Thoughts on Facebook

Well, it’s been a few days and I must say that Facebook has a horrible user interface. That, however, isn’t anywhere near as important as the scary interconnectedness of all things that Facebook ably demonstrates; Dirk Gently would be able to solve pretty much everything using Facebook. All things are connected to it and everyone you know, it seems, know each other.

Now, I realise that the notion of ‘Friend’ on Facebook is fairly loose; acquaintances are ‘Friends,’ colleagues are ‘Friends,’ et al, and to this you can add the stigma attached to not friending when they request it off of you. This means that ‘Friend’ in Facebook land is a term that really doesn’t resemble ‘Friend’ in the common parlance. Still, even granting this loose notion the number of people who know of your other ‘Friends’ is staggering; the human population is much smaller than I ever thought, or, at least, the interconnectedness of the human population is much greater than previously I had expected/accepted.

Which makes sense. I go on a lot about how the basic unit of humanity is not the individual but the group (which is two or more people ((The other day, when talking with Mr. Litterick, we did discuss whether one could be alone if there were no other people. I don’t think you could be alone if there was no one else around. We then ended up talking about Hegel and god-entities and whether the god-entity would ever forgive you for wiping out all other life; it would eventually get lonely, you see, and might have to forgive…))), and that high group cohesion is a good thing. This all feeds into my pragmatic coherentist reliabilism, where social knowledge is developed, maintained and disseminated by group activity; Facebook, as an example of how we know others, seems to show that friendship networks (for Facebook’s definition of ‘Friend’) are more pervasive than I thought.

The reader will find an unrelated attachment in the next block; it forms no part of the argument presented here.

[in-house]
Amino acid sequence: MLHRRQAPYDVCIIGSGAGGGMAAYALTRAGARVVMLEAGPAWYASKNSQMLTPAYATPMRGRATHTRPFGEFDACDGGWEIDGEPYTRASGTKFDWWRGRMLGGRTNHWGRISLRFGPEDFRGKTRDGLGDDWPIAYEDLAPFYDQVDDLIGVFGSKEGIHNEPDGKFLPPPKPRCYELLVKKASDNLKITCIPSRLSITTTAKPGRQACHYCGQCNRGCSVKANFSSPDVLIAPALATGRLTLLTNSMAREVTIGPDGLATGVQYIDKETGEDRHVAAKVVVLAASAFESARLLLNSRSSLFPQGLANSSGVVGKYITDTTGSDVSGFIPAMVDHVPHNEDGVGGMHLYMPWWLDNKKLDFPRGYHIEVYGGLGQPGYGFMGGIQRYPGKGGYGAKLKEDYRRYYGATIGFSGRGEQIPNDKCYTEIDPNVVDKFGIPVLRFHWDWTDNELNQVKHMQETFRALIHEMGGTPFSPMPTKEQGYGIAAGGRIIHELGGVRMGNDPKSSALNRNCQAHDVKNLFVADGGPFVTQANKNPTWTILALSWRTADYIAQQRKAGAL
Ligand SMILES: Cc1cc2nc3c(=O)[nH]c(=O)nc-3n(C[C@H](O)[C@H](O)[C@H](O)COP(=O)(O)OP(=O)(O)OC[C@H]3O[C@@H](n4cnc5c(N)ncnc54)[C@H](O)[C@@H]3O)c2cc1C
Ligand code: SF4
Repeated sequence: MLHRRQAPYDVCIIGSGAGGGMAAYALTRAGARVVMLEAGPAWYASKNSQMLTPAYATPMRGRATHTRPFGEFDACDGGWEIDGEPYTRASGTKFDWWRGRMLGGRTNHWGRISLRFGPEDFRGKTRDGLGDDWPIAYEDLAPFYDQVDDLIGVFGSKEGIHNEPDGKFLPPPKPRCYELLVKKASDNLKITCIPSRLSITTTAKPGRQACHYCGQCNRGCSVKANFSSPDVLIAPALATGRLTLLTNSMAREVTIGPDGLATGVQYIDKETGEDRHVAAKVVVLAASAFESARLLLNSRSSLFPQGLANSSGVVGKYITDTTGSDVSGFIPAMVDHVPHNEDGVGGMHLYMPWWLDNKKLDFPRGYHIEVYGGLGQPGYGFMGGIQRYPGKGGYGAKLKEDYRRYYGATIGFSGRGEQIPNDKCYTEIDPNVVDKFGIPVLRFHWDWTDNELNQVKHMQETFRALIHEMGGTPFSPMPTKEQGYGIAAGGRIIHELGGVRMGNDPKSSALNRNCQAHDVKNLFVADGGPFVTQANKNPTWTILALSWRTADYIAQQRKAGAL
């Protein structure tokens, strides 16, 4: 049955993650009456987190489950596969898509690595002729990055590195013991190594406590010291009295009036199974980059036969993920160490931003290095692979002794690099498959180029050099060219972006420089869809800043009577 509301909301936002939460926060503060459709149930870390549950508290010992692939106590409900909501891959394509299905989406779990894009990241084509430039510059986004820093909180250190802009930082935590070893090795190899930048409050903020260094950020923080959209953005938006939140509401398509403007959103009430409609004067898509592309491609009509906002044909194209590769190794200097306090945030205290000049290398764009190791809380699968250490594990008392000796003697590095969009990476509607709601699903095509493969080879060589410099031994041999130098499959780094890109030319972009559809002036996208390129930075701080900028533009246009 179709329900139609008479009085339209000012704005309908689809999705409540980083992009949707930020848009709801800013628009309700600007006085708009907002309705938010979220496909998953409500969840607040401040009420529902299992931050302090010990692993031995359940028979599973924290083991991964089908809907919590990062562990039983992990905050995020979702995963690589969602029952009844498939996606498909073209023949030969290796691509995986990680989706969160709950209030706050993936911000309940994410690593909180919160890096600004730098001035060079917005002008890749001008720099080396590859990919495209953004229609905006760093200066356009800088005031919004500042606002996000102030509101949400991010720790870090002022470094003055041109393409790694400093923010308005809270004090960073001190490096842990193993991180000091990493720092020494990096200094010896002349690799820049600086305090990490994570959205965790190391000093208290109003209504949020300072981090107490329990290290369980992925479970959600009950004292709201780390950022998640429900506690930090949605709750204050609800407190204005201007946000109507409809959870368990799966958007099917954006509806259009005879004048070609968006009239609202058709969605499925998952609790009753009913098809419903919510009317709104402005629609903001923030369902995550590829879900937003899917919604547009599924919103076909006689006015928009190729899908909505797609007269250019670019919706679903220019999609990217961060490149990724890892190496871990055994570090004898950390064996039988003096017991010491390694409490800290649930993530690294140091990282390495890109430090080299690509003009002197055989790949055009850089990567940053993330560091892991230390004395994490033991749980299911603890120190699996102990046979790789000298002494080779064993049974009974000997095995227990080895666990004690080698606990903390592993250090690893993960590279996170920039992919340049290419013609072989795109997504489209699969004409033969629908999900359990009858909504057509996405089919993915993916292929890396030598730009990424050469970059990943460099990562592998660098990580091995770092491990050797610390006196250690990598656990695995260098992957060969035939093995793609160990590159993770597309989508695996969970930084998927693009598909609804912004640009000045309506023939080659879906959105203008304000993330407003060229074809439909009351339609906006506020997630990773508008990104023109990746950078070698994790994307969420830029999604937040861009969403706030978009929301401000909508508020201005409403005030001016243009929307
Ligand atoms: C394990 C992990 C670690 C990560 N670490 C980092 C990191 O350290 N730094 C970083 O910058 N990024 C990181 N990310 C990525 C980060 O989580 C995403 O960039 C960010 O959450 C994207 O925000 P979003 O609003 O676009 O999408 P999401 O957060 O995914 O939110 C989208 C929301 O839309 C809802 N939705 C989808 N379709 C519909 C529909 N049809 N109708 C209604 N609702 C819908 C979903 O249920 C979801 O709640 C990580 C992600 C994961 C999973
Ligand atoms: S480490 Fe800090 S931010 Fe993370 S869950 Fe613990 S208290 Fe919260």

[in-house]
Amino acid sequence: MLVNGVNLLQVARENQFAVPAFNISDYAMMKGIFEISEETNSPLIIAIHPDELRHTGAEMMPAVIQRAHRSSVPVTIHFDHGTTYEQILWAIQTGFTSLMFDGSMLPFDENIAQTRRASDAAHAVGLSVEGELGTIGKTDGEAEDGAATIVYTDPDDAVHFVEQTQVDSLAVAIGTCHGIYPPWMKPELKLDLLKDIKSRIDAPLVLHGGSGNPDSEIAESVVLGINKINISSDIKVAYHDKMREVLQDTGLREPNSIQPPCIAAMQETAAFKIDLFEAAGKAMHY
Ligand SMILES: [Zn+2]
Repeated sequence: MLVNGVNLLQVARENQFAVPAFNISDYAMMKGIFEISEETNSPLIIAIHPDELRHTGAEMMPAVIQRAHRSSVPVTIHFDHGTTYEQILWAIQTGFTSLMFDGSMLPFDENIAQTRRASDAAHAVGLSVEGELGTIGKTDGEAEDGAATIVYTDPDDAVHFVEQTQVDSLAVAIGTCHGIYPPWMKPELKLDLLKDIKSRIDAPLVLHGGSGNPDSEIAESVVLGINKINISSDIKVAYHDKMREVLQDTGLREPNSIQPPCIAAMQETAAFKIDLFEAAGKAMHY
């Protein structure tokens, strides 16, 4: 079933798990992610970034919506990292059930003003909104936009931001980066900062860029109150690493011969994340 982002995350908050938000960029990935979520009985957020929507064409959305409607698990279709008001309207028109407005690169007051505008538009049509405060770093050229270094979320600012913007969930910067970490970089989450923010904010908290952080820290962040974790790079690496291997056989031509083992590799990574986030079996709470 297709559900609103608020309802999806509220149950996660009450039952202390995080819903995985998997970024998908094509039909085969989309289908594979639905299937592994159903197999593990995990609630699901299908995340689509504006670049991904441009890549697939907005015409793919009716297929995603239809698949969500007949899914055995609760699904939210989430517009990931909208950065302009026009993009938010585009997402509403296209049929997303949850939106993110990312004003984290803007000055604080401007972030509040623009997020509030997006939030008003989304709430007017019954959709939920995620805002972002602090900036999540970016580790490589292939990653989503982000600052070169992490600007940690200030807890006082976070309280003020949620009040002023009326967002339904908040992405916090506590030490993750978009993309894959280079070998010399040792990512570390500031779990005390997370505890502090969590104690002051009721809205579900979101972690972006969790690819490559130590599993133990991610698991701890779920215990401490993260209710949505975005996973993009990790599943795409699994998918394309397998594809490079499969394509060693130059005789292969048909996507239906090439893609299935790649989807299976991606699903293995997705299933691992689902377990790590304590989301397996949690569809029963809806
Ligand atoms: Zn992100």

Although, really, I shouldn’t have thought otherwise. I admit to my misanthropy quite happily, so my optimism about human nature is fairly low and my expectations for it working out in the end even lower, but still, given that I wholeheartedly think that humans exist in relationship to other humans it only makes sense that these relationships should be complex. Facebook complexifies ((If that is even a real word)) slightly further, but, well, what is humanity and its nature if not just a little overwrought and dramatic in its failure to be simple?

Of course, I may well be over thinking the entire deal; like a kid in a candy store I’m probably seeing too much in this social networking thing. I can see that, eventually, the novelty of adding friends will just become quite dull and I’m not convinced quizzes are the answer…

Talking about pessimism, this article on the death of Facebook looks like a classic case of an academic also over thinking Facebook.

At least I am not alone.